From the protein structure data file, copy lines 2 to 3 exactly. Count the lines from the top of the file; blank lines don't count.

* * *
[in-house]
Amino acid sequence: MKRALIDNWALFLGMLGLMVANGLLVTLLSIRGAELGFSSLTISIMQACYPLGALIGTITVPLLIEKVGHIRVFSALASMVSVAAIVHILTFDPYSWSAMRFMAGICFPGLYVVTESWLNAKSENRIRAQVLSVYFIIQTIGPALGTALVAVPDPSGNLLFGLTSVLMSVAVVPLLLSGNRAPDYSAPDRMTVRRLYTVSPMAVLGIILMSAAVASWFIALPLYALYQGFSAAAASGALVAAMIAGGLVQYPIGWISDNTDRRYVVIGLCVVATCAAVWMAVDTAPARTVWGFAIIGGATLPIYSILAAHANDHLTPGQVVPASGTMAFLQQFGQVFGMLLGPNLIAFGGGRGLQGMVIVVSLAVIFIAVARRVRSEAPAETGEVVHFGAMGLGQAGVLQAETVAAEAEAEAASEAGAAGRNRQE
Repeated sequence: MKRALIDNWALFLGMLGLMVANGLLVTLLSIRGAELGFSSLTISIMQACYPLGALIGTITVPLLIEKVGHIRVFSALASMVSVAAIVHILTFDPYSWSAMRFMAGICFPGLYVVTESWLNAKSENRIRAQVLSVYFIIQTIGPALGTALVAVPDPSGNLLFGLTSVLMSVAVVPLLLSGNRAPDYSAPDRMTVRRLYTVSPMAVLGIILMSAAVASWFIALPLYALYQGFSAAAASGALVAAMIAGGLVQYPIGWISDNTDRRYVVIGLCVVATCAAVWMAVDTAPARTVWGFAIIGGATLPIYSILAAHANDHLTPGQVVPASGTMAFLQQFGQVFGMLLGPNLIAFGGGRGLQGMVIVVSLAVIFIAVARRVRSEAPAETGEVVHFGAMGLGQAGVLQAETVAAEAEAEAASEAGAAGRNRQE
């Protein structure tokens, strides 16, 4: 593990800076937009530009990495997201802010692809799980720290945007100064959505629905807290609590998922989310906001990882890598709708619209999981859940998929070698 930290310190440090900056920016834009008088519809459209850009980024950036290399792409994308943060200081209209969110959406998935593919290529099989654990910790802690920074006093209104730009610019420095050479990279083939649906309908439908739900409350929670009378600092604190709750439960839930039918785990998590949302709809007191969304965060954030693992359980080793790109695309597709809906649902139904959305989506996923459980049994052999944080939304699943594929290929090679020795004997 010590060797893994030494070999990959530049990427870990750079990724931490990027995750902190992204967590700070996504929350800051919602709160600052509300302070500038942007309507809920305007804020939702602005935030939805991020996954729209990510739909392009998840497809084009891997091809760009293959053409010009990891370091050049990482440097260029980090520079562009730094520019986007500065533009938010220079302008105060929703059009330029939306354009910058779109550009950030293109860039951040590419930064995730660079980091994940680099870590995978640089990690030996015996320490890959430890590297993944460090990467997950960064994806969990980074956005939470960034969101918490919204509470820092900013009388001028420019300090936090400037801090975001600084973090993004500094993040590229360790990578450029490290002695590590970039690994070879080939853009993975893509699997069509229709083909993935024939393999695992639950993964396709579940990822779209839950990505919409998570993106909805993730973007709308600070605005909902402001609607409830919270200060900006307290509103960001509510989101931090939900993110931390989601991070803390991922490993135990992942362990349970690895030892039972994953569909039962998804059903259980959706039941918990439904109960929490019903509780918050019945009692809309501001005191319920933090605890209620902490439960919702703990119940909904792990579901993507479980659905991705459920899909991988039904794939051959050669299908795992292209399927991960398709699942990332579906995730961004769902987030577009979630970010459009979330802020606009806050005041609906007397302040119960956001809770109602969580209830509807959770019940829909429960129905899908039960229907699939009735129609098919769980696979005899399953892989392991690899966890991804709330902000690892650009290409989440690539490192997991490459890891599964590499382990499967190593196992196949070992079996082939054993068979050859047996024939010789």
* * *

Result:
Amino acid sequence: MKRALIDNWALFLGMLGLMVANGLLVTLLSIRGAELGFSSLTISIMQACYPLGALIGTITVPLLIEKVGHIRVFSALASMVSVAAIVHILTFDPYSWSAMRFMAGICFPGLYVVTESWLNAKSENRIRAQVLSVYFIIQTIGPALGTALVAVPDPSGNLLFGLTSVLMSVAVVPLLLSGNRAPDYSAPDRMTVRRLYTVSPMAVLGIILMSAAVASWFIALPLYALYQGFSAAAASGALVAAMIAGGLVQYPIGWISDNTDRRYVVIGLCVVATCAAVWMAVDTAPARTVWGFAIIGGATLPIYSILAAHANDHLTPGQVVPASGTMAFLQQFGQVFGMLLGPNLIAFGGGRGLQGMVIVVSLAVIFIAVARRVRSEAPAETGEVVHFGAMGLGQAGVLQAETVAAEAEAEAASEAGAAGRNRQE
Repeated sequence: MKRALIDNWALFLGMLGLMVANGLLVTLLSIRGAELGFSSLTISIMQACYPLGALIGTITVPLLIEKVGHIRVFSALASMVSVAAIVHILTFDPYSWSAMRFMAGICFPGLYVVTESWLNAKSENRIRAQVLSVYFIIQTIGPALGTALVAVPDPSGNLLFGLTSVLMSVAVVPLLLSGNRAPDYSAPDRMTVRRLYTVSPMAVLGIILMSAAVASWFIALPLYALYQGFSAAAASGALVAAMIAGGLVQYPIGWISDNTDRRYVVIGLCVVATCAAVWMAVDTAPARTVWGFAIIGGATLPIYSILAAHANDHLTPGQVVPASGTMAFLQQFGQVFGMLLGPNLIAFGGGRGLQGMVIVVSLAVIFIAVARRVRSEAPAETGEVVHFGAMGLGQAGVLQAETVAAEAEAEAASEAGAAGRNRQE